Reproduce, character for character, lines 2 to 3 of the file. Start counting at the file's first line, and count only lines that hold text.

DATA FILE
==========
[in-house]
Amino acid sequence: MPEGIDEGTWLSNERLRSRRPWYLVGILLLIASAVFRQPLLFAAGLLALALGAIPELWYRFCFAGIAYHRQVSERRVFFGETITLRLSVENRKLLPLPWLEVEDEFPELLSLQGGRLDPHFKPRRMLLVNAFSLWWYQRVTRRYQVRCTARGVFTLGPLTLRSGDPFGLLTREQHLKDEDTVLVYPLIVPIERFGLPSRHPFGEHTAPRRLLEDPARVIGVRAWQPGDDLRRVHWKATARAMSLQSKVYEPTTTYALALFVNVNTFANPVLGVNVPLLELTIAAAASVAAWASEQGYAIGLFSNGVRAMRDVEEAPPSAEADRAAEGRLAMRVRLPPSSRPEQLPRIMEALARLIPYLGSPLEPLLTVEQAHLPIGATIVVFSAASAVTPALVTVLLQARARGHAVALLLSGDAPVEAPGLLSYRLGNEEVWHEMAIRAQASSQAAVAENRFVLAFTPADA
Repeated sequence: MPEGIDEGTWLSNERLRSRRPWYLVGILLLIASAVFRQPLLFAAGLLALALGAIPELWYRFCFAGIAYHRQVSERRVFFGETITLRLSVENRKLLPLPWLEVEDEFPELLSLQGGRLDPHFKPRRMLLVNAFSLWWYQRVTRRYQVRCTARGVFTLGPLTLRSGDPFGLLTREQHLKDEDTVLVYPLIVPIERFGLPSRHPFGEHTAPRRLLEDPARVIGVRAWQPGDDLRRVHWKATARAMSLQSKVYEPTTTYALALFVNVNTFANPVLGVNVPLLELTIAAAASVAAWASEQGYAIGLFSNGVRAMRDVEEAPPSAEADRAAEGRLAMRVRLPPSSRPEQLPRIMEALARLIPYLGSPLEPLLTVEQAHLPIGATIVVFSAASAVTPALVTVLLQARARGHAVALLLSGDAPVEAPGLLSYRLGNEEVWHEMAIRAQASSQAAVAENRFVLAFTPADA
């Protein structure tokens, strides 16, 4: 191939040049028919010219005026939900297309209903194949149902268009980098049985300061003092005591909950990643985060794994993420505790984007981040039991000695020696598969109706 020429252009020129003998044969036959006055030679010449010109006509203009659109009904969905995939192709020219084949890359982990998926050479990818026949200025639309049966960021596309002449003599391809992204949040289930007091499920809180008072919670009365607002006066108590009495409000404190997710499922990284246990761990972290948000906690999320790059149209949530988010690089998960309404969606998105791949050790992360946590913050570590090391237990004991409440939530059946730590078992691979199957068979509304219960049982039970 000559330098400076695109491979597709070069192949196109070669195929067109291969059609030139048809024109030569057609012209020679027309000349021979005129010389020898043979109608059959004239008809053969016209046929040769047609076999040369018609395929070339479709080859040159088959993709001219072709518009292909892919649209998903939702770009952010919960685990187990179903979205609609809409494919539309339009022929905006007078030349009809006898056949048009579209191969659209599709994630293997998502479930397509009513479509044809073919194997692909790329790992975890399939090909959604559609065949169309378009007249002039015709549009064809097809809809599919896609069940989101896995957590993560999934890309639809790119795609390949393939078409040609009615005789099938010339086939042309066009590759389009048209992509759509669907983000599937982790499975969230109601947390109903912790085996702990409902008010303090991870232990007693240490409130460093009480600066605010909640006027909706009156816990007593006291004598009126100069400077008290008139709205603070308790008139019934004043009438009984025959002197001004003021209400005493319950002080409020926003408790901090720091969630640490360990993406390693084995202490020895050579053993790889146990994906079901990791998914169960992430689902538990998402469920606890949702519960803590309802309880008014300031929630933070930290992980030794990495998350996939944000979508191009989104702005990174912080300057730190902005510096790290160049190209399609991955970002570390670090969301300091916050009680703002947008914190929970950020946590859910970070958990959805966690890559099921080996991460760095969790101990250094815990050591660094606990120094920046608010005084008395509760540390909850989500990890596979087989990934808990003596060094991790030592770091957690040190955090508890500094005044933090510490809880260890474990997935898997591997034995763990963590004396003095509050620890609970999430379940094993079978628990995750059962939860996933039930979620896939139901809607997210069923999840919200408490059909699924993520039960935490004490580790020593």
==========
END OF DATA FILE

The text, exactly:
Amino acid sequence: MPEGIDEGTWLSNERLRSRRPWYLVGILLLIASAVFRQPLLFAAGLLALALGAIPELWYRFCFAGIAYHRQVSERRVFFGETITLRLSVENRKLLPLPWLEVEDEFPELLSLQGGRLDPHFKPRRMLLVNAFSLWWYQRVTRRYQVRCTARGVFTLGPLTLRSGDPFGLLTREQHLKDEDTVLVYPLIVPIERFGLPSRHPFGEHTAPRRLLEDPARVIGVRAWQPGDDLRRVHWKATARAMSLQSKVYEPTTTYALALFVNVNTFANPVLGVNVPLLELTIAAAASVAAWASEQGYAIGLFSNGVRAMRDVEEAPPSAEADRAAEGRLAMRVRLPPSSRPEQLPRIMEALARLIPYLGSPLEPLLTVEQAHLPIGATIVVFSAASAVTPALVTVLLQARARGHAVALLLSGDAPVEAPGLLSYRLGNEEVWHEMAIRAQASSQAAVAENRFVLAFTPADA
Repeated sequence: MPEGIDEGTWLSNERLRSRRPWYLVGILLLIASAVFRQPLLFAAGLLALALGAIPELWYRFCFAGIAYHRQVSERRVFFGETITLRLSVENRKLLPLPWLEVEDEFPELLSLQGGRLDPHFKPRRMLLVNAFSLWWYQRVTRRYQVRCTARGVFTLGPLTLRSGDPFGLLTREQHLKDEDTVLVYPLIVPIERFGLPSRHPFGEHTAPRRLLEDPARVIGVRAWQPGDDLRRVHWKATARAMSLQSKVYEPTTTYALALFVNVNTFANPVLGVNVPLLELTIAAAASVAAWASEQGYAIGLFSNGVRAMRDVEEAPPSAEADRAAEGRLAMRVRLPPSSRPEQLPRIMEALARLIPYLGSPLEPLLTVEQAHLPIGATIVVFSAASAVTPALVTVLLQARARGHAVALLLSGDAPVEAPGLLSYRLGNEEVWHEMAIRAQASSQAAVAENRFVLAFTPADA